Protection Orders and schools’ obligations

Protection Orders and schools’ obligations

16 March 2020 Topics: Workplace relations and safety, Education and training, Family law

It is increasingly common for separated parents to obtain Protection Orders against their former spouse. Those Orders often contain stringent obligations on parents, including restrictions on them attending their child’s school. While schools are not required to comply with, or enforce, Protection Orders, they should have procedures in place for parents who have such orders.

What is a Protection Order?

A Protection Order is the phrasing used in Queensland, although in other states they may be referred to as a Domestic Violence Order (DVO) or Apprehended Violence Order (AVO). The terms are interchangeable.

It is a court order that protects people named on the order from family violence committed by the respondent party. Typically, the person making the application is named as the aggrieved and children are listed as named persons that are protected by the order.

In certain circumstances, a police officer can file a Protection Order Application on behalf of an aggrieved party.

A standard Protection Order applies for five years from the date it is made. A Temporary Protection Order only applies until the next court event.

What types of orders can be made in a Protection Order?

Courts have a wide discretion to make orders they consider necessary or desirable to protect the aggrieved and any named person from domestic violence.

The following are some common examples of orders that might affect a parent’s ability to communicate with their child at school:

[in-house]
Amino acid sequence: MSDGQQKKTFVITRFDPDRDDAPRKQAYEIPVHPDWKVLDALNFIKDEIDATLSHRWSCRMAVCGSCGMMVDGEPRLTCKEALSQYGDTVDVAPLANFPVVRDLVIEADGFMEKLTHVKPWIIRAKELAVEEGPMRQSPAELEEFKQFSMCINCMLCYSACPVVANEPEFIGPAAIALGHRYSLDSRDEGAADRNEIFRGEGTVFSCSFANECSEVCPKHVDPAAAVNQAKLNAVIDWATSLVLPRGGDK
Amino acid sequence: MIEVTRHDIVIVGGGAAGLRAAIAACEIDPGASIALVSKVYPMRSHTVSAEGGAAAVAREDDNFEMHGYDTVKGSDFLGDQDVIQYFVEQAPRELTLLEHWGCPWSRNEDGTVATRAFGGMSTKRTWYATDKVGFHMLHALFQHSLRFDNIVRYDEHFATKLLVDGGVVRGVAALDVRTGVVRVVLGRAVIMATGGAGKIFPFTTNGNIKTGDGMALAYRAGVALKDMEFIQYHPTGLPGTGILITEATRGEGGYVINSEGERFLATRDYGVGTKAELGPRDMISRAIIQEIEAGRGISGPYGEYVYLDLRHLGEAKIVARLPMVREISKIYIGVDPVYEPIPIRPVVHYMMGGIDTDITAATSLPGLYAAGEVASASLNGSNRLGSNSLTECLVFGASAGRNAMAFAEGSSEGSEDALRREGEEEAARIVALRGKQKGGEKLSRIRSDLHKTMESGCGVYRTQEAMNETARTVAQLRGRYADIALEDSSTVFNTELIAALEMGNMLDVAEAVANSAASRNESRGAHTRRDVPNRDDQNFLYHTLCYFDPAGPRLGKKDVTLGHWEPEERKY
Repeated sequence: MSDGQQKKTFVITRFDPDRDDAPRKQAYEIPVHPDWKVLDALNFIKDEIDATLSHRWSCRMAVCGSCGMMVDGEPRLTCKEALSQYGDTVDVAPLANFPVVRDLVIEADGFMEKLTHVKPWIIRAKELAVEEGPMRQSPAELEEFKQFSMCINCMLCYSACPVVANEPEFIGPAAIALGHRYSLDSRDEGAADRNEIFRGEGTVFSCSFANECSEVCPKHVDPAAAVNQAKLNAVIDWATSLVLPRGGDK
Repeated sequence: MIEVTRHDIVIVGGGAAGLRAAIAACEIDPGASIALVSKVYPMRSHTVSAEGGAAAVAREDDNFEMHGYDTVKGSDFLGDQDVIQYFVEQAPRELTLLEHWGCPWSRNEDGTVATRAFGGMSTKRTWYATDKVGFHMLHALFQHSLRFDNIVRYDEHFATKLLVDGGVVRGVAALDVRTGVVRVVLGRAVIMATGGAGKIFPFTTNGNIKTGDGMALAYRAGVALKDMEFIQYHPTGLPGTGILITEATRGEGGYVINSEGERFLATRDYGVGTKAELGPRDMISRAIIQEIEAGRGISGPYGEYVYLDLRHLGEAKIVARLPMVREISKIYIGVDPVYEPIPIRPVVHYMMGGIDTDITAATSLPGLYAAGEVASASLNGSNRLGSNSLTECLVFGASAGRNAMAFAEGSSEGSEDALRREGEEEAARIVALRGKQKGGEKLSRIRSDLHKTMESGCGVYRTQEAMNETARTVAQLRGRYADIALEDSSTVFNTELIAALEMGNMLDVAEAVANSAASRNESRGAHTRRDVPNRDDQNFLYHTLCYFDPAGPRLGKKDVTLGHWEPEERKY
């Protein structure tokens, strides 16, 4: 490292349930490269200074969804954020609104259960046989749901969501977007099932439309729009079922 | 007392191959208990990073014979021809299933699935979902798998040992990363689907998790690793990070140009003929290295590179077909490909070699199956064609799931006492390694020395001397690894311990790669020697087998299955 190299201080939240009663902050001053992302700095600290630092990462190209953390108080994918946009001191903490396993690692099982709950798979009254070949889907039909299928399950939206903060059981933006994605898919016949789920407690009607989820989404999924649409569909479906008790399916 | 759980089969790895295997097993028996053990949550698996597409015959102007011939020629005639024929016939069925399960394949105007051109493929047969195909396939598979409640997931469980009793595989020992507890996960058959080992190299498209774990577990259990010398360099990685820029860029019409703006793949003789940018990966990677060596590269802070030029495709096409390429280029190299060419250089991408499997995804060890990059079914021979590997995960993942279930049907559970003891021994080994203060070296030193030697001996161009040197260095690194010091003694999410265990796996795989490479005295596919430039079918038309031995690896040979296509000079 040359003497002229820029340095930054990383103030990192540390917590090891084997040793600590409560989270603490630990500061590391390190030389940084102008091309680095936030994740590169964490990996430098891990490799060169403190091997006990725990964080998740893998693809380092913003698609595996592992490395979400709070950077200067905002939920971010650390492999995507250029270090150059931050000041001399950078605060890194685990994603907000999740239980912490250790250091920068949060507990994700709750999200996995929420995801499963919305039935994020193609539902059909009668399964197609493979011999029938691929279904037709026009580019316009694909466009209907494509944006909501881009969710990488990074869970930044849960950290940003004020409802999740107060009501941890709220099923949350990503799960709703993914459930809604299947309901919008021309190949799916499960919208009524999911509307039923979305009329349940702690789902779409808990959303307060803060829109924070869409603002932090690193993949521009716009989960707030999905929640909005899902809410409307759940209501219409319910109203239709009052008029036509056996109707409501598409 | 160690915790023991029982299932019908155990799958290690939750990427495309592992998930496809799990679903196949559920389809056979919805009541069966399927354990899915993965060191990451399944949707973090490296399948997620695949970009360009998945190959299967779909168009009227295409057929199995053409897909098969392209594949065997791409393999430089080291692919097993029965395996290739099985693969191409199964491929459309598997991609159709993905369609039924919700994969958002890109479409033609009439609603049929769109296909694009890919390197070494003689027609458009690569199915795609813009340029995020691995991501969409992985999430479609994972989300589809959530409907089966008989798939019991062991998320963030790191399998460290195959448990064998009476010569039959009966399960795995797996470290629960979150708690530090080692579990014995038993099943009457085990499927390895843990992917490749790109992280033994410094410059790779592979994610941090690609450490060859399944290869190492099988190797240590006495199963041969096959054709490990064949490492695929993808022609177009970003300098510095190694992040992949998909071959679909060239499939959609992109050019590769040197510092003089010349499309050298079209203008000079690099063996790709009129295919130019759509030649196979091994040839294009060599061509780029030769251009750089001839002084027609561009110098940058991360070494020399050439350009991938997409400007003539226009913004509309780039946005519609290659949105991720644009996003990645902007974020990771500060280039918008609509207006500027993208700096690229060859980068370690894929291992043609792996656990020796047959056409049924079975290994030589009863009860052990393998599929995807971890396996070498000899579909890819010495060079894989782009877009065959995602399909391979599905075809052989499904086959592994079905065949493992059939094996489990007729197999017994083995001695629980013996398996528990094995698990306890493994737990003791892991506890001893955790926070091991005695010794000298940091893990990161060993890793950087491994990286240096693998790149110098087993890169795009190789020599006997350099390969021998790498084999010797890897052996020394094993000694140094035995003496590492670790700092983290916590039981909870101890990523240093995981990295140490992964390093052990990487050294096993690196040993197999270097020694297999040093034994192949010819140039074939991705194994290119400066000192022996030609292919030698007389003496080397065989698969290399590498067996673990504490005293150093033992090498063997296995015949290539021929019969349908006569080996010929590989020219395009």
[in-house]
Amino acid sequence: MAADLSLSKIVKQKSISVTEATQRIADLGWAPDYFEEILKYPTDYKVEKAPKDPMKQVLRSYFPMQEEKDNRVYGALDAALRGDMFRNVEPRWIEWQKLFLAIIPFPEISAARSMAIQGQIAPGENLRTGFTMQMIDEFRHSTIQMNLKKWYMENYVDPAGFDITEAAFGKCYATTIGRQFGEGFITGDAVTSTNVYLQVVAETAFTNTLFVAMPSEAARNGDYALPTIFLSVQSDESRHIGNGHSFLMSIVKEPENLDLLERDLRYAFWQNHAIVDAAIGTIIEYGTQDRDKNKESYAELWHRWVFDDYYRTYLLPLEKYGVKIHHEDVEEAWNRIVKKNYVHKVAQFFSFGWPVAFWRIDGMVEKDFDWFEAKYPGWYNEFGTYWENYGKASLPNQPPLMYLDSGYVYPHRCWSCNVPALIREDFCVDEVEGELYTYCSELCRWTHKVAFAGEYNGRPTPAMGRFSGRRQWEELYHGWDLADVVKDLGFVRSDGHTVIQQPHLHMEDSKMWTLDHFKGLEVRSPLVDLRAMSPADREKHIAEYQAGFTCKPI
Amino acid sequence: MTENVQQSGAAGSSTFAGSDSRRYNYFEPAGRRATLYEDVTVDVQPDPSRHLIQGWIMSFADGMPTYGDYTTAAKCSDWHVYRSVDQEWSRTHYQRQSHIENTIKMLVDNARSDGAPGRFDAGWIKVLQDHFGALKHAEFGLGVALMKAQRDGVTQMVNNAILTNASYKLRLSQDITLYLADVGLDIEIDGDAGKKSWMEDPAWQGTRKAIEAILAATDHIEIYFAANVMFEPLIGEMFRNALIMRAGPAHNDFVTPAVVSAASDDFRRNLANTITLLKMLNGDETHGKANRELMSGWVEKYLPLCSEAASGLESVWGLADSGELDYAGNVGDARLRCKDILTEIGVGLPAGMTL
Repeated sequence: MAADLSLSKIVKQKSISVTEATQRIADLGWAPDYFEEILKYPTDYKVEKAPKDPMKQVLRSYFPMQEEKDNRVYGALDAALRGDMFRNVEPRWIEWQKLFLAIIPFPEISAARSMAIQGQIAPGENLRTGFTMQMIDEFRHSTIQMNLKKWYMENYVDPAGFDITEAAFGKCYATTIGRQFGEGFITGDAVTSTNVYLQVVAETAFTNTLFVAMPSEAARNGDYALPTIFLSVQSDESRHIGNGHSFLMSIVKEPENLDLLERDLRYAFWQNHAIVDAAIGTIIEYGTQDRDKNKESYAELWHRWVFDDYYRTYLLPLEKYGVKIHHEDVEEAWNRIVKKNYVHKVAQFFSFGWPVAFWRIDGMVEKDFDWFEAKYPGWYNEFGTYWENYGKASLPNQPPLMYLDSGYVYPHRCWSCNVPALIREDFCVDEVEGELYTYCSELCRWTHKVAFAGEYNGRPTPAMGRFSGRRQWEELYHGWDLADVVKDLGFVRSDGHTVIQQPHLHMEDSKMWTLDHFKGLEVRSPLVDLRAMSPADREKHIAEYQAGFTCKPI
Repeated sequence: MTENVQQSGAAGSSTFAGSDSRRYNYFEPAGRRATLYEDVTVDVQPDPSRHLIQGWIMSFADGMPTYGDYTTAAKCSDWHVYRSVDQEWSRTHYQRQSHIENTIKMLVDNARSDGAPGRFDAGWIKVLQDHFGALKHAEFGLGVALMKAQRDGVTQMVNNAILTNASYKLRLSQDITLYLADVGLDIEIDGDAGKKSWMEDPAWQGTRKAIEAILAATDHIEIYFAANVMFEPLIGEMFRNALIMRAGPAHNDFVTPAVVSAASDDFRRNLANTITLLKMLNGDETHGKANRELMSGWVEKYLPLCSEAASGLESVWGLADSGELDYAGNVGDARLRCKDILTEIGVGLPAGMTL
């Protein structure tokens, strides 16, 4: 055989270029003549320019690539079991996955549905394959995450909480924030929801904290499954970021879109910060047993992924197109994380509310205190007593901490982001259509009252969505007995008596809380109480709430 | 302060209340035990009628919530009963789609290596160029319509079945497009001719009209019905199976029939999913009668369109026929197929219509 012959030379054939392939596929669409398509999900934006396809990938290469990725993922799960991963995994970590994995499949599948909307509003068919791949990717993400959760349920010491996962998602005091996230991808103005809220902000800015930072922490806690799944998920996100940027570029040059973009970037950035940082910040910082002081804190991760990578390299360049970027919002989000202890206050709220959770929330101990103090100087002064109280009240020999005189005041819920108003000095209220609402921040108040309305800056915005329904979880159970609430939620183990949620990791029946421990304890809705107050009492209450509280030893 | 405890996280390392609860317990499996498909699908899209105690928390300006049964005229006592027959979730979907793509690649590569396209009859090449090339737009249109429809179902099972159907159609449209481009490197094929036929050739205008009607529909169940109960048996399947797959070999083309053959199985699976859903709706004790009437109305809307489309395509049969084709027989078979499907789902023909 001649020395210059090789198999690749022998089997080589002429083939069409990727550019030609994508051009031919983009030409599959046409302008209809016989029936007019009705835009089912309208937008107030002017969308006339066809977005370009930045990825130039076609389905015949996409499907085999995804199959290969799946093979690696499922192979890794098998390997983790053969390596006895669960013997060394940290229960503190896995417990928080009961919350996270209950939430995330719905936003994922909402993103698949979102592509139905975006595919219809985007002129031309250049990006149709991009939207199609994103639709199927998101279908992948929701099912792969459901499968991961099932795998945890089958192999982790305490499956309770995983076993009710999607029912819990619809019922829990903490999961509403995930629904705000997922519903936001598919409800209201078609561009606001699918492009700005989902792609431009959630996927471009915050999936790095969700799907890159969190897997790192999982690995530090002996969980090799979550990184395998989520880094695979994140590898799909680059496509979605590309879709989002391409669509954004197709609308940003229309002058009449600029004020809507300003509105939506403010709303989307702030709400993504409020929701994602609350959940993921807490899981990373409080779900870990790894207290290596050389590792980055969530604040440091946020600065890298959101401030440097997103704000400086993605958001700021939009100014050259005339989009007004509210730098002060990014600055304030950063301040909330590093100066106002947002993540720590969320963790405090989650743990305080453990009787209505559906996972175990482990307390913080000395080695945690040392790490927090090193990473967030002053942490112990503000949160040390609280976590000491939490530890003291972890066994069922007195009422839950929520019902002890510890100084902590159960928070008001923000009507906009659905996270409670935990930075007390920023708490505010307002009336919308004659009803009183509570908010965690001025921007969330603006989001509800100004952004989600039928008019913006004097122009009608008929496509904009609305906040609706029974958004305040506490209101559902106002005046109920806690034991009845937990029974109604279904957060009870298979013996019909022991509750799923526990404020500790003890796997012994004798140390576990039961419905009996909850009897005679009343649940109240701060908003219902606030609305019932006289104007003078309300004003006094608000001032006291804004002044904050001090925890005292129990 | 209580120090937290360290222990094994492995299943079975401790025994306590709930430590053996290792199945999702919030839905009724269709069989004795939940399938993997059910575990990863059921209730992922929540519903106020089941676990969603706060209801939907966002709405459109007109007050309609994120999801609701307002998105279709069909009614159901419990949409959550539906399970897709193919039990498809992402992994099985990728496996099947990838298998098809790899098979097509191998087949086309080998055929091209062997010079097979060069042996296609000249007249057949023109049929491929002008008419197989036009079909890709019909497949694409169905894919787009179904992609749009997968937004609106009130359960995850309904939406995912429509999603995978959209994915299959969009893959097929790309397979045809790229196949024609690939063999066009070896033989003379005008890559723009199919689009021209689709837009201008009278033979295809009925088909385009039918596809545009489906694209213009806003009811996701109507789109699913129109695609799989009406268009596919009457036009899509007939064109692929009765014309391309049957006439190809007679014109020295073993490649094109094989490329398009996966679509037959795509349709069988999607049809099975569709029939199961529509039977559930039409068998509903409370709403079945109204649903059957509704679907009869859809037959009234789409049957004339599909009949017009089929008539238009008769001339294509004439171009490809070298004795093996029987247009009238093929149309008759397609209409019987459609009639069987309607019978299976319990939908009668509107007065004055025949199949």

• The respondent is prohibited from following or approaching the named person to within 100 metres of the named person when the named person is at any place.
  • The respondent is prohibited from making telephone calls or sending text messages, emails, or otherwise contacting or attempting to contact or asking someone else to contact the named person.
  • The respondent is prohibited from contacting or attempting to contact or asking someone else to contact the named person by telephone, text message, internet or other communication device or application (including social networking sites) unless agreed in writing between the respondent and named persons.

Who is bound by a Protection Order?

A Protection Order creates obligations for the respondent. If the respondent contravenes a Protection Order (or a Temporary Protection Order), they can be charged by the police. Therefore, non-compliance is taken very seriously; particularly in the current climate where greater attention is being paid to the issue of domestic violence.

Schools are not parties to Protection Orders and they are therefore not required to comply with or enforce them.

However, this does not mean that, as a matter of good practice, schools should simply ignore Protection Orders.

How should schools deal with Protection Orders?

Parents should be encouraged to provide the school with a copy of their Protection Order so the school is aware of any restrictions on the respondent parent. However, parents should be specifically advised that it is not the role or responsibility of the school to enforce the terms of the order.

If the school is aware of a situation where a parent may contravene a Protection Order, they should immediately inform:

  • the respondent parent that their actions could contravene their Protection Order (and encourage them to obtain independent legal advice)
  • the aggrieved parent to the Protection Order about the respondent parent’s behaviour.

If the school considers that a child may be at risk of harm from the respondent parent’s behaviour, the police should be contacted immediately.

Protection Orders can create serious obligations for parents. Schools should ensure they have a streamlined approach to document any Protection Orders between parents and an agreed process about how to respond to situations where there may be a contravention of the order by a parent.



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